Special Hobby 1/72 Do-27 'Civilian Service'

KIT #: SH 72349
PRICE: $24.00
DECALS: Three options
REVIEWER: John Summerford


(Excerpted from Wikipedia) The Do 27 was widely employed as a general-purpose aircraft, frequently being used for utility transport and liaison duties. On 27 June 1955, the original prototype performed its maiden flight in Spain. A total of 40 Do 27s were manufactured in Spain by Construcciones AeronŠuticas SA, designated CASA-127. However, the majority of production aircraft were constructed at Dornier's main base in Germany; the first German-built aircraft conducted its first flight on 17 October 1956. A total of 428 Do 27s would be produced in Germany

(From the box) Dornier Do72B-2, D-ENTE, Tanzania 1958-59 was flown by Michael Grzimek, a West German zoologist and filmmaker.


Torben Plesberg has previously reviewed the military version of this kit and that can be found at this link.

The differences here are two different cabin layouts and two different sets of landing gear, plus decals for three civilian aircraft. The first marking option, the one presenter here, has a zebra striped scheme. The second option a swiss based operator in all yellow with red details. The final option an attractive white wing, tail, and upper fuselage with lime green lower fuselage plus black trim and anti-glare panel. This was operated by Lutheran Mission Aviation Services in Papua-New Guinea.


As per usual, construction starts with the cabin. There are not a lot of parts here and the fuselage was closed up in less than two hours.

The engine front and cowl come next followed by the wing assembly, which being forewarned about a potential warping problem, was clamped to a length of basswood. While that was curing, the tail and nose were offered up to the fuselage.

The instructions call for installing the clear parts after the wing is attached. I opted to mask and attach them before the wings. There is enough of a lip for the pieces to drop into place. The windshield is actually a pair of doors and the instructions include information about fabricating the needed strut braces, but their location is vague. A gap was left at the center post of the doors and that was addressed with Tamia filler thinned with their lacquer thinner.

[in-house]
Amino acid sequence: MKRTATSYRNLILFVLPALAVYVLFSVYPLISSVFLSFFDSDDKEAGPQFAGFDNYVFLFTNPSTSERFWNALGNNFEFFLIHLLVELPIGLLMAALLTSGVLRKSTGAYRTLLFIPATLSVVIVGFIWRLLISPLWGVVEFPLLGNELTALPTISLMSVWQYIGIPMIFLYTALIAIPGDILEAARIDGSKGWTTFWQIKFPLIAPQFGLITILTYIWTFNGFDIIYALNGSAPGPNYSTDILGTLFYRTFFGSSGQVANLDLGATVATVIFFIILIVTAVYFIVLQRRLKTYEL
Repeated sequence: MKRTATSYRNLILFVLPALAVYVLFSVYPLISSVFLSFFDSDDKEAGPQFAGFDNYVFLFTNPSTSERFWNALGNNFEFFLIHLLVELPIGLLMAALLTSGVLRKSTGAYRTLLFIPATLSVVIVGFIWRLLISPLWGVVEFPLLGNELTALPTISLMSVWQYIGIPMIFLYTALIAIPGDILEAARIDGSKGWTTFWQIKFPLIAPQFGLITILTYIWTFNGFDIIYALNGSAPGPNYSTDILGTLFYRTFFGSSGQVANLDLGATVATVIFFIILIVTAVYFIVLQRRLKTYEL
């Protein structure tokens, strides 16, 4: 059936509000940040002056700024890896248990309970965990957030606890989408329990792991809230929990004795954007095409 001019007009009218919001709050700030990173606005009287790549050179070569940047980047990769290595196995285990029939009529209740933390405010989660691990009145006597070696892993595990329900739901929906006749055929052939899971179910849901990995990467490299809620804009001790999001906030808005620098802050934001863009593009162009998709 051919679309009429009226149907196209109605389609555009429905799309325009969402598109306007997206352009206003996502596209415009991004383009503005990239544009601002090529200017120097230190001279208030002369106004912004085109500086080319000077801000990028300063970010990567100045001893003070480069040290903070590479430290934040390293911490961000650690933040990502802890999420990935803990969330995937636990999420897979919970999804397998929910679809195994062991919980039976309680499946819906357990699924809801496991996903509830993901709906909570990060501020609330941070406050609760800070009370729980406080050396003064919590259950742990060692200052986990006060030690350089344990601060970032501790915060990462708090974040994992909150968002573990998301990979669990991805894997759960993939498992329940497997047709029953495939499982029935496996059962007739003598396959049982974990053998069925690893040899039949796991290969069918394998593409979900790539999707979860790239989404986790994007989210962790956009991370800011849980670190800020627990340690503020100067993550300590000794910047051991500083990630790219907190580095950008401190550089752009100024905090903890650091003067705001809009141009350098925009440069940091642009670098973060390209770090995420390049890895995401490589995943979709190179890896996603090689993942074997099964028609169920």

Attaching the wing was easy. Like the other clear parts, the rear window dropped into place, however it was masked after installation.

I also masked the attaching studs on the landing gear to paint and decal them separately and glue them on later. Thus, it was time for paint.


It couldnít be a simpler painting task, gloss white. Of course, that doesnít mean easier. A light coat of rattle can gray primer was shot over the side and front windows to match the interior color followed by a light coat of white primer over everything. I managed a smooth, glossy coat of paint ready for the zebra stripe decals.

I usually apply the first decal on the underside in case I encounter any difficulty. I also like to work from one end to the other. As such I applied the little decal on the nose vent that is just ahead of the main gear struts. That was a piece-of-cake. The stripes that are on the nose front are individual decals, so I thought to apply the cowl stripes decal to use for reference points. As any student of military history will tell you, ďNo plan survives contact with the enemy.Ē The decal wraps around the cowl and has a line that runs along the top centerline. It was very difficult to maneuver it into position without it folding on itself. I suggest cutting the decal into two pieces along one side of the centerline stripe. Decal solvent is required

So, I moved to the top side of the stabilizer It was here that I noticed that the ID numbers for each decal are upside-down relative to the decal, so I constantly referred to the guide to make sure I had the correct location for the decal. I moved around the model, avoiding wet decals and frequently pausing. When I got to the main gear legs, I slit the decals prior to wetting so that they could wrap around foot-step bar. I also separated the bottom rudder stripe and applied it after the rest of the decal was in place. Note that the upper wing decals wrap around the leading-edge slats. There are holes in the carrier film for the underwing decals. It might be a good idea to cut the decals through the holes and apply the decals in smaller sections. I got cocky and tried to apply the top nose decal as one unit instead of cutting into two and the left side folded on itself. I had to clean that up with paint. While I was at it, I did some touch-ups here and there.

Everything was unmasked and more touch-ups done. The last pieces attached were the dorsal dome, landing gear, foot step, and the prop came last.


Special Hobby had the A Team create this one. Itís a nifty little kit, though some may find the panel lines too deep. Iíve stated before that I dislike modeling in 72nd scale, but Iím tempted to do another one in the white and green scheme and have the cockpit doors open.

Applying the decals felt like rigging a biplane, slow and somewhat tedious. If I were do it again, I would start around the front and side windows, them work outward from there. I put in about twelve hours on this project with roughly half of that time decaling.

John Summerford

20 April 2021

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